|Posted on September 1, 2014 at 3:05 PM|
There are so many resources available now to research professional grooming products, but it gets a little tricky when referring to creative grooming products. Because groomers sometimes delve into human labeled products and even products intended for “art” caution must be used to the extreme. Just like we can’t believe everything we read on the internet, we can’t believe everything we hear at tradeshows and read in magazines that do not cite published research either.
For instance, many groomers are being told that using products such as artist chalks is perfectly safe because they are AP approved. The use of airbrush machines has also become the latest trend in creative grooming and again groomers are being told that using a product called Doc Martin India Ink is perfectly safe because it is AP approved. These are simply asinine statements that are not true.
Let me first explain that an AP approval is given by the Art and Creative Materials Institute (ACMI). The ACMI gives the AP seal to products deemed non-toxic “for their intended purpose”…..not for prolonged exposure. This means that a product with an AP approval is safe if it gets on the skin, but should immediately be washed and removed.
We spoke with Debbie Gustafson, Associate Director for the ACMI and she had the following to say about using such products for creative grooming on pets…..
Thanks for your email. Our AP Seal does not mean that a product is safe to be used on the skin. ACMI-certified products are not evaluated for intended use on the skin. In fact, we specifically state to manufacturers wishing to have their products evaluated in our certification program that our program does not certify products that are intended to be used on the skin, such as face paints, nail paints or polishes, surgical/skin markers, or hand soaps/cleaners. Such products are regulated under the requirements of the Federal Food, Drug and Cosmetic Act administered by the FDA. These regulations are not covered under the ACMI Certification Program. Also, our evaluation covers human toxicity. It does not take into account whether a product would be toxic to an animal. For these reasons, I would not recommend using any ACMI-certified product for this purpose.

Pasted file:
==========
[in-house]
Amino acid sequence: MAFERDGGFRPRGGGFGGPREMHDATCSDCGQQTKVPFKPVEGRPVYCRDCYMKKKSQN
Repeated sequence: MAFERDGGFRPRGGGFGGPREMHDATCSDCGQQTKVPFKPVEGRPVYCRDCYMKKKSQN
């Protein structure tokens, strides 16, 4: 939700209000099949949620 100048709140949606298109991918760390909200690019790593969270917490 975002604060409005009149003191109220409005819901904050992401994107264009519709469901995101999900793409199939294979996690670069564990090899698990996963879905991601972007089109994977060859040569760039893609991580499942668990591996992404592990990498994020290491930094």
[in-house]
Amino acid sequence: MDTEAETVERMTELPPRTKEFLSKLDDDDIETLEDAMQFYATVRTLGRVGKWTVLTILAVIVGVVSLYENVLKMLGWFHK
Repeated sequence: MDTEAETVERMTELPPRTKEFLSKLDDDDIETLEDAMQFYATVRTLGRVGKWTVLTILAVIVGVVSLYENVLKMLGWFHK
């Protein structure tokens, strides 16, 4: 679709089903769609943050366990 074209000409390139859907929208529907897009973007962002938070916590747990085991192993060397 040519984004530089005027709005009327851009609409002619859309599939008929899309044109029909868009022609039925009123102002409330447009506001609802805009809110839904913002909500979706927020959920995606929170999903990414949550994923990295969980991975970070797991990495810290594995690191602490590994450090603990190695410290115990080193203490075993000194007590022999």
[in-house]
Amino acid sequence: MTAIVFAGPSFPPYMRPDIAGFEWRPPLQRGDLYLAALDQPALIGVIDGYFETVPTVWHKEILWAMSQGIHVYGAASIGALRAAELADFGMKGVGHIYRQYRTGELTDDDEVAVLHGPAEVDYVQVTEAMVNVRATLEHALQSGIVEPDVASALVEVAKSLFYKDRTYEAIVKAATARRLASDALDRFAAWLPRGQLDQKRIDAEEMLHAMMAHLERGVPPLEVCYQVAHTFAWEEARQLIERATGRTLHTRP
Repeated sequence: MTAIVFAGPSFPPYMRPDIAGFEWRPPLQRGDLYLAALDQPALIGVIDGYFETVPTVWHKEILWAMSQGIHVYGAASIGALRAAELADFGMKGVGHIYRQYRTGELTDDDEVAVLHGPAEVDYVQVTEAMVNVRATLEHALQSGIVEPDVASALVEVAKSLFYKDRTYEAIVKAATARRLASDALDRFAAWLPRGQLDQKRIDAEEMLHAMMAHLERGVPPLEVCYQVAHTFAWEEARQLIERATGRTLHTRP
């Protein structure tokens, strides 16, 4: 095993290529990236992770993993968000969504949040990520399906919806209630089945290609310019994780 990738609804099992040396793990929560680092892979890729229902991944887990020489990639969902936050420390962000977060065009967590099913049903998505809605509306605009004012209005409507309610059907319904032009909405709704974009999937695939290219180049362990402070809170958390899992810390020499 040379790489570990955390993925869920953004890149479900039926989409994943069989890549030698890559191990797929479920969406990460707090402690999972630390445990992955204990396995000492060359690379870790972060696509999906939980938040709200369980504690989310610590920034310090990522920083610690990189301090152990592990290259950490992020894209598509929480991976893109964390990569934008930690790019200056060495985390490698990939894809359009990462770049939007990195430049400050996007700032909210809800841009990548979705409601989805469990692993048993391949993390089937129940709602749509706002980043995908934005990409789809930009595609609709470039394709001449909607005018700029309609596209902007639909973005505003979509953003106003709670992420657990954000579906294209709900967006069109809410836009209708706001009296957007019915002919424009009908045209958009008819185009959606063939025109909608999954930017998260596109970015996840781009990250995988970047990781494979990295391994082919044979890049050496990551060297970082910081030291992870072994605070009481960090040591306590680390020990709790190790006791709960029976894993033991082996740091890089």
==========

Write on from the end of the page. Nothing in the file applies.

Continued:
Debbie makes a great point in that the AP approval refers to “humans”, not animals. There are numerous products that are safe to humans that are toxic to pets such as chocolate, grapes, onions, acetaminophen, etc…
It’s clear to see that groomers are being misinformed by those who have not done the proper research. They do not understand the AP seal and simply want to promote products they sell and justify their actions in using products that have potential to harm the very pets they have been entrusted with. These products have not been tested on animals nor do they list the ingredients or provide a list of ingredients for individuals to do further research. There are numerous products available that ARE safe for use on pets…even with extended exposure.
The pet product industry has exploded in the last few years with products that are temporary as well as products that are semi-permanent to give longer lasting results. Want to use a temporary chalk? Why not use an FDA approved hair chalk or even a pet labeled hair chalk that contains the same ingredients? Want a safe product to use in your airbrush gun? How about using an FDA approved temporary tattoo ink that is not absorbed through the epidermis?
These same groomers claim they have used the products for years with not a single incident of reaction. Again, this simply is not true. At a seminar at the Pet Pro Classic, groomers were told to use Bombay India Ink. After using this product however, two different dogs both had adverse skin reactions.
Because these groomers do not have the science and research to back up their claims, they prey on your naivety. They hope that you just believe them and of course never question them. But one has to ask themselves why these groomers would continue to use potentially dangerous products when we have availability and access to perfectly safe pet labeled products as well as FDA approved products. One also has to question the integrity of companies such as Wahl Clipper Company and Barkleigh Incorporated who promote such practices yet claim to have built their companies around the safety and love of the pets groomers are entrusted with. Is it really the pets they are concerned with….or is it the attention they can garner for themselves?